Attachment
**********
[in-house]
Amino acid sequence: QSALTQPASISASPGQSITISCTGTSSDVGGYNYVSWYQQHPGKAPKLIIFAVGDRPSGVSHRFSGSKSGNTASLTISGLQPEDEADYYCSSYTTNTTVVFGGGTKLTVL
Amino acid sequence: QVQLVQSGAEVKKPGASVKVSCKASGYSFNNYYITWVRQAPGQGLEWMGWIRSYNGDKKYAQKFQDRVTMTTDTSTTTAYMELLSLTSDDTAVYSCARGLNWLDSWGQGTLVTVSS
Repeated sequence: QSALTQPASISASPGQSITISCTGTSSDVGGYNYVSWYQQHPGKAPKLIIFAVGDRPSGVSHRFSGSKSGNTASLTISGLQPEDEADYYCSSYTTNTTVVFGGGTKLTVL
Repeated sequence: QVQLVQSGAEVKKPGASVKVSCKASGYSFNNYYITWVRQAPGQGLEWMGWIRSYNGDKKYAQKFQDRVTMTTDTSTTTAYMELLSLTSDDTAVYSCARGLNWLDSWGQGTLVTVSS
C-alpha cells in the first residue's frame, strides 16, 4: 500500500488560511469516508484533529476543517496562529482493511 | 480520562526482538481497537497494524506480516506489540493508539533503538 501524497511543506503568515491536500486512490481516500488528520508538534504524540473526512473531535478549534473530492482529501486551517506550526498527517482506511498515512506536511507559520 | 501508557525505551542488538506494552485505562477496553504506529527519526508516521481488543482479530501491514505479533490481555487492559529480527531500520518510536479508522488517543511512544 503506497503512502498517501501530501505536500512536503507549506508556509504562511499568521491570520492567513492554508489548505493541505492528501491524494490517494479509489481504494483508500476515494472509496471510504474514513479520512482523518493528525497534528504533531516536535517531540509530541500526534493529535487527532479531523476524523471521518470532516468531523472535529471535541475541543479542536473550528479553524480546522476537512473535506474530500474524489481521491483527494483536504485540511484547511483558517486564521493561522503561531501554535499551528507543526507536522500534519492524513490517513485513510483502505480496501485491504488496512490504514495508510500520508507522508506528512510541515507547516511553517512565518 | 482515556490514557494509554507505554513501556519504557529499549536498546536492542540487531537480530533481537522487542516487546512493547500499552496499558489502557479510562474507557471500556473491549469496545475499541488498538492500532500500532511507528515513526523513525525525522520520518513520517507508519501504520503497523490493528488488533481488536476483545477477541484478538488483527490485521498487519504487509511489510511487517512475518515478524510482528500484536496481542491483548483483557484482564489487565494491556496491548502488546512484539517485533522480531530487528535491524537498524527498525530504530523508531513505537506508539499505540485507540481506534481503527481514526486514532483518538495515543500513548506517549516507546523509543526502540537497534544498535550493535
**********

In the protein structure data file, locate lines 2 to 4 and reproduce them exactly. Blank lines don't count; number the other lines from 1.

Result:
Amino acid sequence: QSALTQPASISASPGQSITISCTGTSSDVGGYNYVSWYQQHPGKAPKLIIFAVGDRPSGVSHRFSGSKSGNTASLTISGLQPEDEADYYCSSYTTNTTVVFGGGTKLTVL
Amino acid sequence: QVQLVQSGAEVKKPGASVKVSCKASGYSFNNYYITWVRQAPGQGLEWMGWIRSYNGDKKYAQKFQDRVTMTTDTSTTTAYMELLSLTSDDTAVYSCARGLNWLDSWGQGTLVTVSS
Repeated sequence: QSALTQPASISASPGQSITISCTGTSSDVGGYNYVSWYQQHPGKAPKLIIFAVGDRPSGVSHRFSGSKSGNTASLTISGLQPEDEADYYCSSYTTNTTVVFGGGTKLTVL